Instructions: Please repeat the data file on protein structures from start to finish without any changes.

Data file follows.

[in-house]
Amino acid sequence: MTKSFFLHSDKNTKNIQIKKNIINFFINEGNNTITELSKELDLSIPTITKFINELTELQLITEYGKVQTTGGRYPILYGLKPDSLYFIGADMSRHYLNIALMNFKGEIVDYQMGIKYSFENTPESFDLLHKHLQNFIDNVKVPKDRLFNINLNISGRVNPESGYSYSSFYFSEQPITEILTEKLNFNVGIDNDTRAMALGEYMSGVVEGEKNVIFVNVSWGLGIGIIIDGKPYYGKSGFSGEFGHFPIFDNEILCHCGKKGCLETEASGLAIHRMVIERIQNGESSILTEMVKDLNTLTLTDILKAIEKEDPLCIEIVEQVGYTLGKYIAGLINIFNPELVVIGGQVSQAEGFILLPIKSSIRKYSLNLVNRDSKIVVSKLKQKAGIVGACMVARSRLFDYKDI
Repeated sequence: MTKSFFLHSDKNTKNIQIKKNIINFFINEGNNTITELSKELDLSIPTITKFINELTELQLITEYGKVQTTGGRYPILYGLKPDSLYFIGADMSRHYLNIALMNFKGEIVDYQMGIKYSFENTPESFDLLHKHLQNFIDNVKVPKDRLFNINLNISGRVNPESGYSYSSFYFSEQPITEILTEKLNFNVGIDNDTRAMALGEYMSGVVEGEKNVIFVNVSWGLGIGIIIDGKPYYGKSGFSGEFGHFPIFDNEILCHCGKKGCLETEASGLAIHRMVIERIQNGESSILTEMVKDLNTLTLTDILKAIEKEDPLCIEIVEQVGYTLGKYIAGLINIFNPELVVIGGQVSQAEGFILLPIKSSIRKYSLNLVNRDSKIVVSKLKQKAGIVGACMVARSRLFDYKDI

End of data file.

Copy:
[in-house]
Amino acid sequence: MTKSFFLHSDKNTKNIQIKKNIINFFINEGNNTITELSKELDLSIPTITKFINELTELQLITEYGKVQTTGGRYPILYGLKPDSLYFIGADMSRHYLNIALMNFKGEIVDYQMGIKYSFENTPESFDLLHKHLQNFIDNVKVPKDRLFNINLNISGRVNPESGYSYSSFYFSEQPITEILTEKLNFNVGIDNDTRAMALGEYMSGVVEGEKNVIFVNVSWGLGIGIIIDGKPYYGKSGFSGEFGHFPIFDNEILCHCGKKGCLETEASGLAIHRMVIERIQNGESSILTEMVKDLNTLTLTDILKAIEKEDPLCIEIVEQVGYTLGKYIAGLINIFNPELVVIGGQVSQAEGFILLPIKSSIRKYSLNLVNRDSKIVVSKLKQKAGIVGACMVARSRLFDYKDI
Repeated sequence: MTKSFFLHSDKNTKNIQIKKNIINFFINEGNNTITELSKELDLSIPTITKFINELTELQLITEYGKVQTTGGRYPILYGLKPDSLYFIGADMSRHYLNIALMNFKGEIVDYQMGIKYSFENTPESFDLLHKHLQNFIDNVKVPKDRLFNINLNISGRVNPESGYSYSSFYFSEQPITEILTEKLNFNVGIDNDTRAMALGEYMSGVVEGEKNVIFVNVSWGLGIGIIIDGKPYYGKSGFSGEFGHFPIFDNEILCHCGKKGCLETEASGLAIHRMVIERIQNGESSILTEMVKDLNTLTLTDILKAIEKEDPLCIEIVEQVGYTLGKYIAGLINIFNPELVVIGGQVSQAEGFILLPIKSSIRKYSLNLVNRDSKIVVSKLKQKAGIVGACMVARSRLFDYKDI